Tuesday, November 20, 2012

Hedwig and the Angry Inch

As Dorothy Massey who plays Yitzhak and Brian Thompson who plays Hedwig sat on the tailgate of the van filled with costumes, Dorothy lamented that the show had a hard run. Some nights they had performed with only 3 people in the audience. The night before closing night they had 15 people. They always gave their all regardless.

After sketching back stage, I settled in at the back of the small Majestic Theatre and Lounge inside the Revolution Nightclub (375 South Bumby Avenue). It is actually the perfect venue for the show, being small and intimate with flaming touches of gold opulence. Hedwig is a Punk Rock princess in search of someone to complete herself, her other half. In search of validation and love, Hedwig had an operation in Germany that left him with an angry inch to express her sexuality. A small group of tattooed punk teens filled the front row. They shouted and talked on their cell phones. Hedwig shouted back, "You came here to see ME, darlings!" I thought they were part of the show at first, but Ally Gursky confided that they slipped in late without paying. They were gone by the second act.

Hedwig treated Yitak as his male side kick whom he berated and joked about as he talked about Tommy Gnosis, a boy he loved who went on to become a rock super star with the songs Hedwig helped him write. Dorothy as Yitzak was sullen and angry for most of the show.  When Hedwig stripped off his woman's clothing standing naked and sweating before the audience they went wild, over his song of acceptance and affirmation. We all hide a part of our true selves but he finally realized he needed to love himself before he could find acceptance and love from someone else.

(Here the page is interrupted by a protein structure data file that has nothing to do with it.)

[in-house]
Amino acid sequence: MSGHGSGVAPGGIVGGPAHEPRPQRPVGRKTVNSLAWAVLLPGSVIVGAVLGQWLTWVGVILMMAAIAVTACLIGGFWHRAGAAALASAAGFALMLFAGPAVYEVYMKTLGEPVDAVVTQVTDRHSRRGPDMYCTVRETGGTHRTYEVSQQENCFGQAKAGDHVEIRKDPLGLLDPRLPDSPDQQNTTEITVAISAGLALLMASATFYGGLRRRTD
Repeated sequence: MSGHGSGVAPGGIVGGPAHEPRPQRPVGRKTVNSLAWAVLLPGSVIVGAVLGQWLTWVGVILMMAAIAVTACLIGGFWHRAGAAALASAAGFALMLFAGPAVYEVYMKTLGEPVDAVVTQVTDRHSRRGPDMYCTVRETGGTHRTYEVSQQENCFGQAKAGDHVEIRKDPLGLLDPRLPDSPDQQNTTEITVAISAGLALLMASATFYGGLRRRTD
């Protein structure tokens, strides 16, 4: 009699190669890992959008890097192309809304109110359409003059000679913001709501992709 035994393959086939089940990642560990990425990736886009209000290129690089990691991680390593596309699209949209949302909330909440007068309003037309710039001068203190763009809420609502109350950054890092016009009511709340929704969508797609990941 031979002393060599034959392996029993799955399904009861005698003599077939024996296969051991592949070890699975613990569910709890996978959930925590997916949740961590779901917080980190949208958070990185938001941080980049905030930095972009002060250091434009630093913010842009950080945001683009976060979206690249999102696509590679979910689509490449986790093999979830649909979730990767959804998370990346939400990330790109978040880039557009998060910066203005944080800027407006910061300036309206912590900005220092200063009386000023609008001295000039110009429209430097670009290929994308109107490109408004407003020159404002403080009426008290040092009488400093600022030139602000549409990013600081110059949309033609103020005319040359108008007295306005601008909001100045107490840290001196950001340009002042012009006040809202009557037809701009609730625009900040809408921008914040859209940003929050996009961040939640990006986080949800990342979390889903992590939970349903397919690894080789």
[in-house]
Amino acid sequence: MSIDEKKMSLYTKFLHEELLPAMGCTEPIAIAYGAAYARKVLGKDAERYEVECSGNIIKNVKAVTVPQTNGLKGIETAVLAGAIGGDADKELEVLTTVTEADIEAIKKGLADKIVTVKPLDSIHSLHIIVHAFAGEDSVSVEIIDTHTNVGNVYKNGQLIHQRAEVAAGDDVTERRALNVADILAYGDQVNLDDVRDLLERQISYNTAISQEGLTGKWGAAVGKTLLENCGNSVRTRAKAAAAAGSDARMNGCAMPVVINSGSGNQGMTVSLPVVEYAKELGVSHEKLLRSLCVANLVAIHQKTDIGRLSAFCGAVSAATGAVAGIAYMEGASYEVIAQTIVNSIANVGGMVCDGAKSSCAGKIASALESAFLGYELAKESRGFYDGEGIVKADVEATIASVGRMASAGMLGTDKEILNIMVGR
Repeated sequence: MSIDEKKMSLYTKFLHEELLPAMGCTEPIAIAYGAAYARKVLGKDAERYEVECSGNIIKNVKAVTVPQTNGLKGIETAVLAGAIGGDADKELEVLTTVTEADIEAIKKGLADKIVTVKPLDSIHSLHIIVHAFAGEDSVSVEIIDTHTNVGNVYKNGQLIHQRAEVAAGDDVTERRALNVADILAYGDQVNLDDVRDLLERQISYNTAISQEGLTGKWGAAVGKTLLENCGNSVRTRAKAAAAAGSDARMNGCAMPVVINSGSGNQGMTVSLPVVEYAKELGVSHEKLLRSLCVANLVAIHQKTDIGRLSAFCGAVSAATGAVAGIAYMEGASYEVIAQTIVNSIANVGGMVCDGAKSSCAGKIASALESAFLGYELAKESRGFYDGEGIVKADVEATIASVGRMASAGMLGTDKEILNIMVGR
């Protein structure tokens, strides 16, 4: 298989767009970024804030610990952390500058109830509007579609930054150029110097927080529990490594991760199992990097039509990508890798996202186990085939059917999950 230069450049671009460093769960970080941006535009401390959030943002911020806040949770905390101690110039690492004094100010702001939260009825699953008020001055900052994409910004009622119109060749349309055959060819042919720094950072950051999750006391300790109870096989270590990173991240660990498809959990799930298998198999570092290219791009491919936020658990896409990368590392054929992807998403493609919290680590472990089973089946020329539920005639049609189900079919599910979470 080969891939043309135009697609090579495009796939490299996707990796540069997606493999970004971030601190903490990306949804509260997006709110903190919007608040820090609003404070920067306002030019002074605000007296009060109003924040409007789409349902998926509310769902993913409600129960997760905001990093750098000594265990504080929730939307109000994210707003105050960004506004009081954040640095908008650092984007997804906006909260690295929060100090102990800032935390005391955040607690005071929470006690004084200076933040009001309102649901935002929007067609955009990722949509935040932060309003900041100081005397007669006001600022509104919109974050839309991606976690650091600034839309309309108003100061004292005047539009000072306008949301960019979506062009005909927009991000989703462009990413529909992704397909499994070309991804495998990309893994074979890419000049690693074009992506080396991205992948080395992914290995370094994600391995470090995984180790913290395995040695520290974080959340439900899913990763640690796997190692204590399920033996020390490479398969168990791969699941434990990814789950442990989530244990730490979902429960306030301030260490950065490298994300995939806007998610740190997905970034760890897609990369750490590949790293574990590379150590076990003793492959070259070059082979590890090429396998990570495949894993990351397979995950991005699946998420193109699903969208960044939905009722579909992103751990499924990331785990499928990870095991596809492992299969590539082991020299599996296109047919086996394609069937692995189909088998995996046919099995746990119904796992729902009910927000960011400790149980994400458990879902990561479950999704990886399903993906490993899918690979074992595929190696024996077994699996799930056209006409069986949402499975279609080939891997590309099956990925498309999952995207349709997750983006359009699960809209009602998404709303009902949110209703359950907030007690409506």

Dorothy came out, this time dressed in a bright pink form fitting sequin gown and a blond wig. She sang Midnight Radio, a song of love, joy and acceptance. The room filled with an awe inspiring energy. Everyone raised their hands, waving them above their heads. Tears rolled down Dorothy's cheeks as she sang. I turned to look at Director, Tara Corless, who was aiming the huge theater spot light. She was in tears as well. Ally was rushing down the isles with her hands raised and beaming.  The audience was on fire. This was not your average performance. This was an overwhelming emotional catharsis on the closing night of the show. I was swept along with tears of joy and I put down my brush and raised my hands to clap loudly. After the show Tara got on stage to thank the audience. She got choked up as she said, "We've had a tough run, but you were the audience this show deserved." A performance like this affirms the absolute undefinable magic of theater when an audience and cast are one.

Prints are available for each sketch for $250 and many originals can be purchased for $400. White museum grade shadow box frames are $100 more. You can e-mail Thor at analogartistdigitalworld@gmail.com

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